- A production company in Virginia seeks to hire a Flash developer/multimedia programmer in a managerial role. Responsibilities include the technical planning, architecture and implementation of front-end interactive applications, as well as providing quality testing and technical support. To be considered, you need a college degree in computer science or a related discipline and four years of industry experience or an equivalent amount of experience. A background in ActionScript/Flash, 3-D frameworks, PHP, MySQL, multiplayer programming, networks, mobile devices and kiosks is also requested. Additionally, excellent communication and problem-solving skills and the ability to work independently or as part of a team are essential.
- A health institute in Pennsylvania is looking for an interactive media developer with at least three years of relevant experience to create interactive learning solutions, primarily for front-end implementation. You're required to have experience with Flash, AIR, iOS SDK, Objective-C and MySQL, along with a variety of other Web development other programs specified by the employer. Knowledge of Cold Fusion, CFBuilder, Mura CMS, CFEclipse, Final Cut Studio, MPEG Streamclip and Switch are also desired.
How Can I Stand Out?
To stand out to employers, it's important that you earn your degree and gain experience with multiple programming languages. You can also earn voluntary certifications to give yourself a leg up over other applicants.
Earn Your Bachelor's Degree
According to the BLS, computer programmers who possess a bachelor's degree and are familiar with multiple programming languages have the best job prospects. Many colleges and universities offer bachelor's degrees in computer science and related areas. You can begin by entering a 2-year associate's degree program and then transfer to a 4-year bachelor's degree program.
It is important to stay abreast of new technology and programs, and the BLS indicates that obtaining voluntary certification through software companies or product vendors can provide this knowledge. Certification can demonstrate competence in a particular language or application to a current or potential employer, and, according to the BLS, can give you an advantage over the competition.
Other Careers to Consider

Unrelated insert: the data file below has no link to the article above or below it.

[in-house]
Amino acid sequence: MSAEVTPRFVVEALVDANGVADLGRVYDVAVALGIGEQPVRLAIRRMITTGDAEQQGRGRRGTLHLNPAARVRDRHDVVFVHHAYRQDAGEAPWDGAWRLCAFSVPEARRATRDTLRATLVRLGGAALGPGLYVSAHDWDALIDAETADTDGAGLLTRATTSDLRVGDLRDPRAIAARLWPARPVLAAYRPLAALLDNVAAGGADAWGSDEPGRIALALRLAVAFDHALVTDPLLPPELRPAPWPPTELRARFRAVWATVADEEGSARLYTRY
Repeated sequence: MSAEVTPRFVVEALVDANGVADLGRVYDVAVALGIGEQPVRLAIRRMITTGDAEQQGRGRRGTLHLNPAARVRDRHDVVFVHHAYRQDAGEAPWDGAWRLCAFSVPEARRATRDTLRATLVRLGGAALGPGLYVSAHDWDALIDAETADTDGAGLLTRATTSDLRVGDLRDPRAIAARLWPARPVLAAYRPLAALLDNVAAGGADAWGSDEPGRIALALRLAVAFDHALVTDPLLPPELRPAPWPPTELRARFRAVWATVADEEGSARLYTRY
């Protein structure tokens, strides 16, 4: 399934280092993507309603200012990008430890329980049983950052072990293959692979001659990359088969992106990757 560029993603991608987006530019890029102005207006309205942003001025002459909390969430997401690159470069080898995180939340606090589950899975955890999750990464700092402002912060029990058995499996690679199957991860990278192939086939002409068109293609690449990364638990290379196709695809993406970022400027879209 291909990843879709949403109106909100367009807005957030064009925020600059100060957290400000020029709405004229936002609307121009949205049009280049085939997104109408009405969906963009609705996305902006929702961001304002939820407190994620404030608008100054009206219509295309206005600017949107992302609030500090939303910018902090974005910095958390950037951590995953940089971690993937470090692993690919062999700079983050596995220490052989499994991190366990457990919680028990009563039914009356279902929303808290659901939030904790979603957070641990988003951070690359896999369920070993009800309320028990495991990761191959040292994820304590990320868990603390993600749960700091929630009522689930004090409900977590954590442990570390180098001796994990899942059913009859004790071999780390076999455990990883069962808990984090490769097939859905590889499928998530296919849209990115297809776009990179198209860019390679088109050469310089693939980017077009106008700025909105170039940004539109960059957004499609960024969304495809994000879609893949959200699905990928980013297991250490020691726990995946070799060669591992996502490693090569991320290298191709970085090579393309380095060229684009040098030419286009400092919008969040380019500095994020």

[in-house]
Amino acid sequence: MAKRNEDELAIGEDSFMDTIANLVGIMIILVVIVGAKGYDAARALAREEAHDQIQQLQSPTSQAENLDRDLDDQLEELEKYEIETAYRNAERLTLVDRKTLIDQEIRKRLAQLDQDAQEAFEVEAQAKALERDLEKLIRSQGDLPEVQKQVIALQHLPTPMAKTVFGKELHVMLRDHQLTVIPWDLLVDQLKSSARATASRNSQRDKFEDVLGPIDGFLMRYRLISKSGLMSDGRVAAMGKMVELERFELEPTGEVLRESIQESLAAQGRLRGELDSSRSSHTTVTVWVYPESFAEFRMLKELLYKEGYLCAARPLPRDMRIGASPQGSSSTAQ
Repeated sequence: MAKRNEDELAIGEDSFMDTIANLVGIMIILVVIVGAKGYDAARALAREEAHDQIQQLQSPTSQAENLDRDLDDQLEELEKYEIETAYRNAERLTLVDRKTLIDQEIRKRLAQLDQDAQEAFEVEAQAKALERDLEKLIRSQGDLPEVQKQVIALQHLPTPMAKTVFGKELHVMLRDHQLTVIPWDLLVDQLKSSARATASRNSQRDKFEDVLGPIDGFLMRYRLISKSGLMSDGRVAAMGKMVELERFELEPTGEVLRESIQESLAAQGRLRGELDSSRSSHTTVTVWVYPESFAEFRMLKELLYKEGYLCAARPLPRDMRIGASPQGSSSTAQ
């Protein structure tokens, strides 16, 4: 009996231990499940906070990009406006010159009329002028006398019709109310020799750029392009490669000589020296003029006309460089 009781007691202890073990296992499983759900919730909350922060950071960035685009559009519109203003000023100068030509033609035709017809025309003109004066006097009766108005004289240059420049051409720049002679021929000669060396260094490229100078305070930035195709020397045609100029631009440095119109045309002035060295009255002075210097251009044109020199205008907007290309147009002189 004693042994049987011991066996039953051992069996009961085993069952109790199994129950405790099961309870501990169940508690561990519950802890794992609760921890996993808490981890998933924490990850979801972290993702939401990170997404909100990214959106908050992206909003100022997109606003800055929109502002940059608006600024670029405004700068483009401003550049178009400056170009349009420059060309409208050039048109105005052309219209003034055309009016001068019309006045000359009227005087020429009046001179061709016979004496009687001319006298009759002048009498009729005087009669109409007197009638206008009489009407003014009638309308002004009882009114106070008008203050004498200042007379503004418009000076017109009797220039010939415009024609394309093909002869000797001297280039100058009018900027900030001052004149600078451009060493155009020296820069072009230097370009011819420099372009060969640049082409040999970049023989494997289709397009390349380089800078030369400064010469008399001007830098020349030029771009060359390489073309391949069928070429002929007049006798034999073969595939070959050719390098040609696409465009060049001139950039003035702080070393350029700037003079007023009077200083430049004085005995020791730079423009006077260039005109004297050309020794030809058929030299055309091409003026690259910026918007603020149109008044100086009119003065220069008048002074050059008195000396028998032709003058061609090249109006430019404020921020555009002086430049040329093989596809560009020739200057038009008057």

Multimedia Animator or Artist
If you prefer to work on the artistic end of multimedia programming, a career as a multimedia animator or artist could be a better fit. These professionals use their knowledge of software and design to create visual effects and animations for various media platforms. A formal degree isn't typically required, but you do need a strong portfolio that demonstrates your artistic ability, as well as the technical skill to operate animation and multimedia software. The median annual wage for these professionals was approximately $61,000, as of May 2011.
Multimedia programming is heavily related to Web design and, if you prefer the artistic aspects of the development process, you may wish to pursue a career as a Web designer. These professionals are graphic designers who specialize in creating layouts, graphics and text for Websites. In May 2011, the BLS reported that graphic designers earned a median annual wage of about $44,000.
If you'd prefer to create a variety of different types of computer programs, a career as a computer programmer could be a more appealing option. Computer programmers create software by writing code. Once the code is written, they debug or test it before the program is released. According to the BLS, many employers prefer to hire computer programmers who possess a bachelor's degree in computer science or a related area. As of May 2011, the median annual salary for these professionals was about $73,000, according to the BLS.